Along with other counties along the Rio Grande Valley, Starr County is dealing with a notice from the Texas Secretary of State’s Office that flagged potential non-citizens on its list of registered voters.
John Rodriguez, director of Starr County elections, said his office received a list of more than 250 registered voters last week that were flagged by the state as potential non-U.S. citizens.
The list contained 282 voters, according to information sent to the Hidalgo County elections office that included information for neighboring counties.
On Tuesday, though, the state retracted some of those names, leaving about 211 voters on the Starr County list, according to Rodriguez.
“I’m surprised,” Rodriguez said of the current number. “But nothing’s set yet. They’re just possible non-citizens; we can’t say that they are.”
But while elections departments from Hidalgo and Cameron counties have held off on sending notices to those individuals, Rodriguez said his office already sent out letters to them, informing them they must report to the office with proof of citizenship within 30 days lest their registration be cancelled.
Rodriguez explained his staff sent out the notices to voters before they were aware that doing so was at their discretion.
The advisory from the secretary of state’s office, which was sent to counties throughout the state, led to an immediate backlash from civil rights groups.
Thirteen groups — including the Texas Civil Rights Project and the ACLU of Texas — penned a letter to Secretary of State David Whitley demanding that he rescind the advisory.
“The methodology your office apparently employed to identify such voters looks deeply flawed, and its origins and intent are highly suspect,” they wrote. “As a result, we demand that you immediately rescind the advisory before counties take action on it.”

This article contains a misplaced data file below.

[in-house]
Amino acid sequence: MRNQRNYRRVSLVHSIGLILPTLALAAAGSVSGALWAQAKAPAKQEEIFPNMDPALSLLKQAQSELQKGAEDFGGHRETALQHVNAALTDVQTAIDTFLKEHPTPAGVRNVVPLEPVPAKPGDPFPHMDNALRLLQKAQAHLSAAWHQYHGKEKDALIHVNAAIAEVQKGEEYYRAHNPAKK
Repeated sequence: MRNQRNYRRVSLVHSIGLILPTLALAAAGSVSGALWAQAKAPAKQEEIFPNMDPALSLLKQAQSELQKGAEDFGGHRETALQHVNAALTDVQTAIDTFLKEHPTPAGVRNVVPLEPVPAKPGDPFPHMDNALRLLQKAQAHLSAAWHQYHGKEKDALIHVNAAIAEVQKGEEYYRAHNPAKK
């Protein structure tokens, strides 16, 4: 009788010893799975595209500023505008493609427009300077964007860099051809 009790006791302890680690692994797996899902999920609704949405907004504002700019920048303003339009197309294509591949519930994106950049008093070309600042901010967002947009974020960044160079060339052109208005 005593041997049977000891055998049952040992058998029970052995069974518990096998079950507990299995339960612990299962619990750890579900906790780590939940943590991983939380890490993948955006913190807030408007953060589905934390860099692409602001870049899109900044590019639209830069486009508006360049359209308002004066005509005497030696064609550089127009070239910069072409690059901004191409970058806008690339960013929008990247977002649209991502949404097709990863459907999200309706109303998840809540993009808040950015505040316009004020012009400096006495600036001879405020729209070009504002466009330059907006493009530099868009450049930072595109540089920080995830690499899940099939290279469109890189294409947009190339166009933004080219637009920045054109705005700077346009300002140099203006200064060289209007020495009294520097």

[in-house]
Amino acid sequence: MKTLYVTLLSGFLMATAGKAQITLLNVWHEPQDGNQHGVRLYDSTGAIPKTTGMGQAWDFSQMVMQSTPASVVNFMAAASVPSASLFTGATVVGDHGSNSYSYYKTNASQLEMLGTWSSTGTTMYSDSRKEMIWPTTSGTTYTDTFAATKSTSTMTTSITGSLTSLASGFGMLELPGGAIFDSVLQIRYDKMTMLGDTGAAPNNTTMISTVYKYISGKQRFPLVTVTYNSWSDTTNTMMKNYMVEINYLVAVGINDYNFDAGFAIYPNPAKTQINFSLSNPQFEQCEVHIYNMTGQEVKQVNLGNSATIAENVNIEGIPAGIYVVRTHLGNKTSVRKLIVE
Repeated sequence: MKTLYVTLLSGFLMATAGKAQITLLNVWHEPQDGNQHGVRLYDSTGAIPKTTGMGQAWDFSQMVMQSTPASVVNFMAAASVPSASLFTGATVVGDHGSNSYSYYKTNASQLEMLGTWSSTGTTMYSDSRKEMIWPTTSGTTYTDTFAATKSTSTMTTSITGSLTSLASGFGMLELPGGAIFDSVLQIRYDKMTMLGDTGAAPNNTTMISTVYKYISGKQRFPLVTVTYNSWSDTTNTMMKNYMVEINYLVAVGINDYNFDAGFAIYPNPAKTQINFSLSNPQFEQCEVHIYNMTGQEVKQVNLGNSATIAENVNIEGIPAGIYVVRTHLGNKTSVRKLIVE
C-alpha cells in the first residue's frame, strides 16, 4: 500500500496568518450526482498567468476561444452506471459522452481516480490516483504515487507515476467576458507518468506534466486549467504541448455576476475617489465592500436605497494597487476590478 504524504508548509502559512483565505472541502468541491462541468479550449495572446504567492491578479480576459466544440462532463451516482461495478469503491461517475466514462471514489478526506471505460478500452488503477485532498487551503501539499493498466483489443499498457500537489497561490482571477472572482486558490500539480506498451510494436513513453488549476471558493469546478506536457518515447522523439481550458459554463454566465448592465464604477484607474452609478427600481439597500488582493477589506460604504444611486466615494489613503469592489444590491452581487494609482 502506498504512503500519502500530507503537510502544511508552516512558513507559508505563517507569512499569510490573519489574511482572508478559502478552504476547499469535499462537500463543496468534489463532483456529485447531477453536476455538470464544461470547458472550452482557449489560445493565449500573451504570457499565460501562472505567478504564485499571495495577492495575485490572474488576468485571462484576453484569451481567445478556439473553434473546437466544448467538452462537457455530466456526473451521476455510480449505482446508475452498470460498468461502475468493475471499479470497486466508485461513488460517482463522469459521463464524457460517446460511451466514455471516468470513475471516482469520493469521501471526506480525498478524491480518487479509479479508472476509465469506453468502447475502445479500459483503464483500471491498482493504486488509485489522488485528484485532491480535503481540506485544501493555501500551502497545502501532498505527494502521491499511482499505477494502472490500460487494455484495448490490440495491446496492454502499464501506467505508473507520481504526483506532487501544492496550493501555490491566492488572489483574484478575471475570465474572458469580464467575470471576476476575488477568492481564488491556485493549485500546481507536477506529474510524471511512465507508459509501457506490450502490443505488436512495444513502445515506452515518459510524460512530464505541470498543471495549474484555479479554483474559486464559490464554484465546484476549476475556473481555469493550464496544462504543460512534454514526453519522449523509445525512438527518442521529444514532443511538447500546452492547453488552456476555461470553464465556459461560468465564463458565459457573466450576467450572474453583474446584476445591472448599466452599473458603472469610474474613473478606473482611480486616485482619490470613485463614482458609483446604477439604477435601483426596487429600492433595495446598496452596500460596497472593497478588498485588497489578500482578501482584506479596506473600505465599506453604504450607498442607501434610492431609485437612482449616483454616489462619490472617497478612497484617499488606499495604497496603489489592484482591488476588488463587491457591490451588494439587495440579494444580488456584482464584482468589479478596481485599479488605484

The groups criticized the state’s methodology, which used documents submitted to DPS that indicated the person was not a U.S. Citizen at the time they obtained a driver’s license or a personal ID card.
They argued that method was flawed because it didn’t take into account the possibility that those people became naturalized citizens afterward.
Additionally, they warned that they believed any actions taken based on the list would likely violate the National Voter Registration Act which prohibits performing list maintenance in a non-discriminatory fashion.
Since the notices were sent out, Rodriguez said that about 30 to 35 people have come to his office to verify their citizenship.
Had his staff been aware that sending them out was an option, they would have looked into what resources were at their disposal to verify citizenship prior to sending them, Rodriguez said.
However, he cited the number of voters that have reported to the office in response to the notice.
“We haven’t had any problems or issues by them following what they have to do, coming to the office,” Rodriguez said, adding that they explain what the letter is about if the voter doesn’t understand.
“We haven’t had any issues at the moment,” he said.